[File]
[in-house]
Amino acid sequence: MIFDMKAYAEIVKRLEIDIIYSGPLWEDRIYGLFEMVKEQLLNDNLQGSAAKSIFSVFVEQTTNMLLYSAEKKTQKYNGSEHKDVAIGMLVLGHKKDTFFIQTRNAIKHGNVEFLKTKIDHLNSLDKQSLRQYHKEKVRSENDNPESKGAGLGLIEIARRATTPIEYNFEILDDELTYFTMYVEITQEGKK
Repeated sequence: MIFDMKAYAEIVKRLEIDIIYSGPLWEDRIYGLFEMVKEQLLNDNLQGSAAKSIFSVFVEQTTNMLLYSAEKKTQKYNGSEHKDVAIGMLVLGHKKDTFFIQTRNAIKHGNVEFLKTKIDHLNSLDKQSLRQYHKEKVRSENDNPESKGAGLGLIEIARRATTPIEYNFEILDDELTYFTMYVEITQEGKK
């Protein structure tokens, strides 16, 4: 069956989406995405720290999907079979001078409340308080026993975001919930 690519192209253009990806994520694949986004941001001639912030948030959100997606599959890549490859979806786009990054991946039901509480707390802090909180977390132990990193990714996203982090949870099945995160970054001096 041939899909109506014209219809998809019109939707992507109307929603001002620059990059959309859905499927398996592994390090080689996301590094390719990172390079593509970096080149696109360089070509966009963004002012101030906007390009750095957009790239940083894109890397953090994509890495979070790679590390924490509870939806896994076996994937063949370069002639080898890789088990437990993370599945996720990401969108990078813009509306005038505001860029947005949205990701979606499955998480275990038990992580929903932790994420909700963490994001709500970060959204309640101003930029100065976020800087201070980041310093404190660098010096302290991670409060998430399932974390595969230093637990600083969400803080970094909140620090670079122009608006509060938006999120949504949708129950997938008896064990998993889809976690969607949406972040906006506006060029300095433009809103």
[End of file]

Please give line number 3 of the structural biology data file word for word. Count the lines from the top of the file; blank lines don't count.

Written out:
Repeated sequence: MIFDMKAYAEIVKRLEIDIIYSGPLWEDRIYGLFEMVKEQLLNDNLQGSAAKSIFSVFVEQTTNMLLYSAEKKTQKYNGSEHKDVAIGMLVLGHKKDTFFIQTRNAIKHGNVEFLKTKIDHLNSLDKQSLRQYHKEKVRSENDNPESKGAGLGLIEIARRATTPIEYNFEILDDELTYFTMYVEITQEGKK